This question isn't framed (hah, pun) quite right. Start of frame detection isn't an alternative to PTP, but rather an augmentation of it. In a PTP implementation, you must choose how you actually timestamp the ingressing/egressing packets. A trivial method to do this is software timestamping, wherein your PTP implementation fetches current system time and applies it as the timestamp, possibly with some rudimentary compensation for hardware delays and such. Any 'ol Ethernet transceiver can do this, but it will be quite imprecise compared to other methods.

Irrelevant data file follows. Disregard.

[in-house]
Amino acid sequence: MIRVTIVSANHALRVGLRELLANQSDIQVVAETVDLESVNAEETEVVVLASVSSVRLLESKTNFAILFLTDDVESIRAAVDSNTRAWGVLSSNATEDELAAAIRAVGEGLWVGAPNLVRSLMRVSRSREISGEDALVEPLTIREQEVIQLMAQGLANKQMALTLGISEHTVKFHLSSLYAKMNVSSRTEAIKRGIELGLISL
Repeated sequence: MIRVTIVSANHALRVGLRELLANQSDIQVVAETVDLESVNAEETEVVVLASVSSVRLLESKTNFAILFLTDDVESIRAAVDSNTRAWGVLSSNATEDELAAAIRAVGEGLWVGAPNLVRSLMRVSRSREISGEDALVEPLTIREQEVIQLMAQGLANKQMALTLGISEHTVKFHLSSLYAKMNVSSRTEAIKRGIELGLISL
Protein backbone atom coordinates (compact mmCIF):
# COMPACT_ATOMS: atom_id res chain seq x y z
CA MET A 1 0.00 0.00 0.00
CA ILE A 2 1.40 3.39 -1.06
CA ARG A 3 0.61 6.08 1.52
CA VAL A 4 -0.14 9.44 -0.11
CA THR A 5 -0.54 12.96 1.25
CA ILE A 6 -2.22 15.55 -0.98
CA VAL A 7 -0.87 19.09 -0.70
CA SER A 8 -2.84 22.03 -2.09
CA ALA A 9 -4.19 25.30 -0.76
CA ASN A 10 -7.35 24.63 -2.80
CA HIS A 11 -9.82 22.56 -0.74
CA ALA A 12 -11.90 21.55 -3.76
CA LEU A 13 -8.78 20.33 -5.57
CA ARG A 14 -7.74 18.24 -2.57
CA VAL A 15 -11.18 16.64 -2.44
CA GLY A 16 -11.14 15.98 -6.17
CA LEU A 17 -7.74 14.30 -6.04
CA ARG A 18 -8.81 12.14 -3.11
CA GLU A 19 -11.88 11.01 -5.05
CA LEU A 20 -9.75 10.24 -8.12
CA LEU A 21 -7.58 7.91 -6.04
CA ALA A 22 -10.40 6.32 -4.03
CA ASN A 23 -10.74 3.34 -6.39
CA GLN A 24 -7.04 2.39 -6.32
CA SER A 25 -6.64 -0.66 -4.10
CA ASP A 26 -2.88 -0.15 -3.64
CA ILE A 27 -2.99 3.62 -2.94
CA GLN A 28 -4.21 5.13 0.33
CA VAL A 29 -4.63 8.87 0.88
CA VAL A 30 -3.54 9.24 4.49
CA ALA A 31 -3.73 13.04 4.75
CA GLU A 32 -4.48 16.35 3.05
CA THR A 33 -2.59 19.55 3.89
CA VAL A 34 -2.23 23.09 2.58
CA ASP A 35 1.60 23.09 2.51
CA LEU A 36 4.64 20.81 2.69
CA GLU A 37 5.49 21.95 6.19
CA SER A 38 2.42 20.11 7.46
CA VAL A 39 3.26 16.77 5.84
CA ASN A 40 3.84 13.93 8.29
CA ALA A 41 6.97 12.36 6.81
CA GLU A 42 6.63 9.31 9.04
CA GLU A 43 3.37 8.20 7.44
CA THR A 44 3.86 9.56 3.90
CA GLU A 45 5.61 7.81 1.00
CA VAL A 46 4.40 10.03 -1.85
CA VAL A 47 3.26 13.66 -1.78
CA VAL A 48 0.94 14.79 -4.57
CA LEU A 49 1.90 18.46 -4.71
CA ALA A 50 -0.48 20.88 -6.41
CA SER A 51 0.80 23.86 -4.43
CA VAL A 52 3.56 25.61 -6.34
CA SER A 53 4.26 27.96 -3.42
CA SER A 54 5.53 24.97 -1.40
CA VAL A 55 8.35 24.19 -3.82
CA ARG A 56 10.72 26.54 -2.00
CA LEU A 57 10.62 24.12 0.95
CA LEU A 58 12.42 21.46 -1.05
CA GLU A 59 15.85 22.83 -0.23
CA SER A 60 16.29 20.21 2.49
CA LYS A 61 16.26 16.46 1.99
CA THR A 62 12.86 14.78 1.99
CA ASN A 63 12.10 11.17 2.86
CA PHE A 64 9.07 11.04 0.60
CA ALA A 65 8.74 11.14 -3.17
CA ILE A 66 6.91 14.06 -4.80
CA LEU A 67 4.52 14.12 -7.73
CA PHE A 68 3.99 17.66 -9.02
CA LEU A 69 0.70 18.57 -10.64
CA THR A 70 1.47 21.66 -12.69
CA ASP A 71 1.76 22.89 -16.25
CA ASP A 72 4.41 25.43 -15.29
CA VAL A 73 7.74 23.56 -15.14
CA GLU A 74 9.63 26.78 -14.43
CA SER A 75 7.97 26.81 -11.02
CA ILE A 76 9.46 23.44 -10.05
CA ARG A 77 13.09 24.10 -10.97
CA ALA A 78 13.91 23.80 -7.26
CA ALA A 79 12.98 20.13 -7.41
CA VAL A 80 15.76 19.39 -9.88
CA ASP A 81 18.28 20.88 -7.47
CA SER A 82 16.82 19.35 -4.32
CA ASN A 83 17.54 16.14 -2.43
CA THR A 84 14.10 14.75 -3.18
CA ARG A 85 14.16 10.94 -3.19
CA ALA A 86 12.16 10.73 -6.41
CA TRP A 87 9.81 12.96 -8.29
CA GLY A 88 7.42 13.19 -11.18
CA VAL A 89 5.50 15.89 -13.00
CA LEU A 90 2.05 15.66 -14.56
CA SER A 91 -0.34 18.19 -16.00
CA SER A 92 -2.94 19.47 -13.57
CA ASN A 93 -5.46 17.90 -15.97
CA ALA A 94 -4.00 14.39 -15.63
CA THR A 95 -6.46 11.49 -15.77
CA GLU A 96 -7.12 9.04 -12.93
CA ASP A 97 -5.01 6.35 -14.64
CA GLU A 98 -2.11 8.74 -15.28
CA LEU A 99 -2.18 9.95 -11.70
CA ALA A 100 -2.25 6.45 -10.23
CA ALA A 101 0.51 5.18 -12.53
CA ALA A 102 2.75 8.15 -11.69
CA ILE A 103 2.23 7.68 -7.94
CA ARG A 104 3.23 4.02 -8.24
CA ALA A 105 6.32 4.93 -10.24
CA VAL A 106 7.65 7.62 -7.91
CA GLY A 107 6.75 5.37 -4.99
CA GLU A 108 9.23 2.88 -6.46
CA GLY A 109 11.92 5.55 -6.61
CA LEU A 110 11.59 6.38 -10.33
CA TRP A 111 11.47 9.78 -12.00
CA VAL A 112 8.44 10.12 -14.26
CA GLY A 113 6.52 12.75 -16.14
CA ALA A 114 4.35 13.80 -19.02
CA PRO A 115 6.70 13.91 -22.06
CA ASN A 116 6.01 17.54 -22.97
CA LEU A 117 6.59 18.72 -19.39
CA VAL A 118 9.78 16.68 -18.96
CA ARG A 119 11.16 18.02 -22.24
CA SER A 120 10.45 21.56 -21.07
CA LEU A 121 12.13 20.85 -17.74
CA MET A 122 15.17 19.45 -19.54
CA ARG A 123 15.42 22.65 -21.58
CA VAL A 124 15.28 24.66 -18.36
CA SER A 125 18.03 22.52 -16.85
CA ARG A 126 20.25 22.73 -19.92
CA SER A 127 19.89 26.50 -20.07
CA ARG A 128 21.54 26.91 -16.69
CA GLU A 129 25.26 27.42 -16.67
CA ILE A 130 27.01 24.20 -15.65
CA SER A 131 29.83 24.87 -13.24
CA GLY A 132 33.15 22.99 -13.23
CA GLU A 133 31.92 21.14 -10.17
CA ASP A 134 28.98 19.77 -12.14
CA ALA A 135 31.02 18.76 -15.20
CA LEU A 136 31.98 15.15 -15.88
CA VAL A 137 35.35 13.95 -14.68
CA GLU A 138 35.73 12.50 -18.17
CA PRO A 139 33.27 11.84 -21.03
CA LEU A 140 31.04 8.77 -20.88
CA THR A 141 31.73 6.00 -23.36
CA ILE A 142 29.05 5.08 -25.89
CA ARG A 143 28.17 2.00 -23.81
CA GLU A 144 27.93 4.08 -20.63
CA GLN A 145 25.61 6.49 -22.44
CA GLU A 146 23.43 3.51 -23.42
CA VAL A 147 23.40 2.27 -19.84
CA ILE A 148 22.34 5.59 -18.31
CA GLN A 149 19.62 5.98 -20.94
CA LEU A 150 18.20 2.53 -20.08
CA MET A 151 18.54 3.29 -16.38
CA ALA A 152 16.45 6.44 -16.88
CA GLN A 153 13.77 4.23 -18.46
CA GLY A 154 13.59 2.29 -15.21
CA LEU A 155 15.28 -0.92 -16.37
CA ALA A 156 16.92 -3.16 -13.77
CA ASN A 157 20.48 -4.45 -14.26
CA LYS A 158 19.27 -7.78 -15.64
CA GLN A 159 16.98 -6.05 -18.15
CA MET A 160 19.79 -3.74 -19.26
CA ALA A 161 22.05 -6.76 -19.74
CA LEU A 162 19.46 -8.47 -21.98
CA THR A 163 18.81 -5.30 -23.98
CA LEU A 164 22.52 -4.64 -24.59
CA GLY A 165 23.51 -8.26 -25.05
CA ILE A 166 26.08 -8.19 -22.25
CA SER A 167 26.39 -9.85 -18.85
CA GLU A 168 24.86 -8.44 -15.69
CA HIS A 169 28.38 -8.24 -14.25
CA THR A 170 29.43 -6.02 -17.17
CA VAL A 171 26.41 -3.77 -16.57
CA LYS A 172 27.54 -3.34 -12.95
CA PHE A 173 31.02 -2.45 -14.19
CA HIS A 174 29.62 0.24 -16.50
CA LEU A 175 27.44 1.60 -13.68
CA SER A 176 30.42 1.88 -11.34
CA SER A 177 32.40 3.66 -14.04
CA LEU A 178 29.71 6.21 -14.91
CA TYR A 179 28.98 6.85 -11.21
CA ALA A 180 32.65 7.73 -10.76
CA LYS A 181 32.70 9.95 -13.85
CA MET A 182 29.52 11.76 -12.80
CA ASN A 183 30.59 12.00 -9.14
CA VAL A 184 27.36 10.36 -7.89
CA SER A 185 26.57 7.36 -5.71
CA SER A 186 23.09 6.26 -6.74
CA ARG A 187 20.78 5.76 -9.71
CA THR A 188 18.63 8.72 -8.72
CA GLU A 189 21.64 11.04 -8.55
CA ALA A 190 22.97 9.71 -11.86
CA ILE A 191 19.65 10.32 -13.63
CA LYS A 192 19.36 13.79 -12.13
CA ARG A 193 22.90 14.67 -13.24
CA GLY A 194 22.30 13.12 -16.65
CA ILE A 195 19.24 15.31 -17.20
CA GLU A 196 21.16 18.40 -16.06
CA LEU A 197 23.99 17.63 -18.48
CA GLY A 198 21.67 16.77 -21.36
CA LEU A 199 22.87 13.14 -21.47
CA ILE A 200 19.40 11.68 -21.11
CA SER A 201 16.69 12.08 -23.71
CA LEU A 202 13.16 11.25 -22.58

A better method is "start of frame" detection (hence "SOF"), wherein the packet is timestamped by the MAC by detecting the start of a IEEE 1588 frame, allowing greater precision. In order to achieve this, the MAC must support PTP SOF detection -- for instance, TI's DP83822.
An even better method is hardware timestamping, which relies on building the timestamping support into the PHY itself. This is the best method, and is commonly seen on PTP master, grandmaster, and transparent clocks, as well as slave clocks that require it. TI's DP83640 supports this method.
Sources: This TI blogpost covers it, and I used to work on network clocks.